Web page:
Ever since 3D Printing technology was introduced, it’s been nonstop periodic improvements. Everything from desk knick knacks to robotic limbs have been made with the technology. While various companies are finding new ways to make 3D printing better there are still limitations. Highly detailed items take long periods of time while small items can be created quickly but lack definition. This becomes an even bigger problem when trying to create large scale parts. Autodesk, the makers of open source Ember3D printer, think they have a new solution that’s supposed to revolutionize the technology with Project Escher.
In a nutshell, Project Escher is an assembly line of 3D printers governed by a smart setup that can control an endless number of printheads to create larger projects. It aims to be a faster way to manufacture complex parts by coordinating independent printers to create one large build volume. It works by giving different bots different print jobs. They then work collaboratively on different areas of the same part. In other words, instead of having printer working on one large object, several will work on different parts of the large object to complete it quicker.
“By intelligently distributing toolpaths between multiple collaborating machines, systems enabled by Project Escher can manufacture parts faster than traditional 3D printers,” its developers say of their experiment. “Project Escher is a parallel processing system where numerous independent tools collaborate to fabricate a design. It’s faster because whatever the job is, there are more workers on that job. And there is no compromise to detail because we’re using proven existing technology.”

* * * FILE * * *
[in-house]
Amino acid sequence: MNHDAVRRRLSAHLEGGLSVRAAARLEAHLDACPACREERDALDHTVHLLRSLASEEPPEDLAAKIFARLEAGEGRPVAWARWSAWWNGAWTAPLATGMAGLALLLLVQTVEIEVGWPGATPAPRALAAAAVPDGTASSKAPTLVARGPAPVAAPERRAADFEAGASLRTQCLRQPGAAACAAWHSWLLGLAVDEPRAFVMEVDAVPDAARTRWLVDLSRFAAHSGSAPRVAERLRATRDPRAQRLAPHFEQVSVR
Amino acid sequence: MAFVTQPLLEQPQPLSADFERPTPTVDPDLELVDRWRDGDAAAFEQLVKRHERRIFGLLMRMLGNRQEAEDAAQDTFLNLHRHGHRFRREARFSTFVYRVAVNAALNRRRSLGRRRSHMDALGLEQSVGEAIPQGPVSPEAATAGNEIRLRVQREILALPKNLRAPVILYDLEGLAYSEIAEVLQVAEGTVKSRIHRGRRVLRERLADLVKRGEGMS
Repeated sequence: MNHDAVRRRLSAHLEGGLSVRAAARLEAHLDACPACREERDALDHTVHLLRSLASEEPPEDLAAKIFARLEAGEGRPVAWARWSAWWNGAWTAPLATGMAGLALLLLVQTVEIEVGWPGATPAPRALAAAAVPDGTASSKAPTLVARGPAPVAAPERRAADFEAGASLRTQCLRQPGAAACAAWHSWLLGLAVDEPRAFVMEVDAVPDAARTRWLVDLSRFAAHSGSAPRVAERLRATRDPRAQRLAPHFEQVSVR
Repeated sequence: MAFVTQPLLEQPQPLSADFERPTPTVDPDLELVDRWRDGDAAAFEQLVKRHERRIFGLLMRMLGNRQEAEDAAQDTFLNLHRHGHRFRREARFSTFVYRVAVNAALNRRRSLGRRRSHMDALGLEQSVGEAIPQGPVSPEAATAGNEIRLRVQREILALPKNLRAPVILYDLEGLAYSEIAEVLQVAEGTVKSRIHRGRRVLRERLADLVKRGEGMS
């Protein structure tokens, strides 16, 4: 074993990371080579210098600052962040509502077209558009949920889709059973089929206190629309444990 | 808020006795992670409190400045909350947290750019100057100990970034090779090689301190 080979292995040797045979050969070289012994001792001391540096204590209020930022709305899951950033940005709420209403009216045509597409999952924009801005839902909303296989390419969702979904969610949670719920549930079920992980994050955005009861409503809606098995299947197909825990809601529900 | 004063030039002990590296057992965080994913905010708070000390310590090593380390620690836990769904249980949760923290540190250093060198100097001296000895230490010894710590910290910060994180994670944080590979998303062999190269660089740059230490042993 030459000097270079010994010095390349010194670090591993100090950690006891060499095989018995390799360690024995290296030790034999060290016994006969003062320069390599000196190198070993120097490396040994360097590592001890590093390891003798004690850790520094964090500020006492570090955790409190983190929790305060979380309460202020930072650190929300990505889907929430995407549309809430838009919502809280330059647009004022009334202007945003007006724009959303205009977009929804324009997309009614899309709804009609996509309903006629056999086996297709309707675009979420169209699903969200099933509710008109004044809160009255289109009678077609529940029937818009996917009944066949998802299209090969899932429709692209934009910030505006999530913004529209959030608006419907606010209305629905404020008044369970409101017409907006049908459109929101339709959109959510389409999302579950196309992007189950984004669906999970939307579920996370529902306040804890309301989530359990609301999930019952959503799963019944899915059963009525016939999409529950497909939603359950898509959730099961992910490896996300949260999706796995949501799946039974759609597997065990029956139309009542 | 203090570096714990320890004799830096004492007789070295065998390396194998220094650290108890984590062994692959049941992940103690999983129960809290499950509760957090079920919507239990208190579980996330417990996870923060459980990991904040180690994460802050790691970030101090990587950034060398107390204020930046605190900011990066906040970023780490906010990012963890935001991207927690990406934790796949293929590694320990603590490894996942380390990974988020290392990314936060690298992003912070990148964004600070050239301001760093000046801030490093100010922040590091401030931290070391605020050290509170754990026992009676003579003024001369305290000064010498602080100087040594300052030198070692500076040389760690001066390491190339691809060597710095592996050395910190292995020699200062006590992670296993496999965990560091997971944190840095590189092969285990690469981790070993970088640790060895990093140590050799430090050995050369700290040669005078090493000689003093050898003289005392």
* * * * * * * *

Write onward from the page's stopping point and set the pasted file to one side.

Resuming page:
The independent robots have interchangeable tool heads that the company is hoping to make automatic, which can be found on many CNC machines. They are also hoping to work on Pick-And-Place tools would place pre-made components into an object during mid-print. The project is currently in the development phase, but so far the results have been promising. In a companion video, the assembly is shown effectively producing large print jobs with precision, efficiency, and speed. Autodesk also thinks Project Escher can be incorporated with different technologies, like laser cutting.
Project Escher is adaptable and seems very accessible. It looks ideal for those who need to print large projects with speed and efficiency. While a release date isn’t set in stone, the developers are looking at 2017 or 2018 as the release date for a commercial version of the platform. Does this mean that mass production 3D printing will be the next big thing? We’ll just have to wait and see. In the meantime, see more about Project Escher.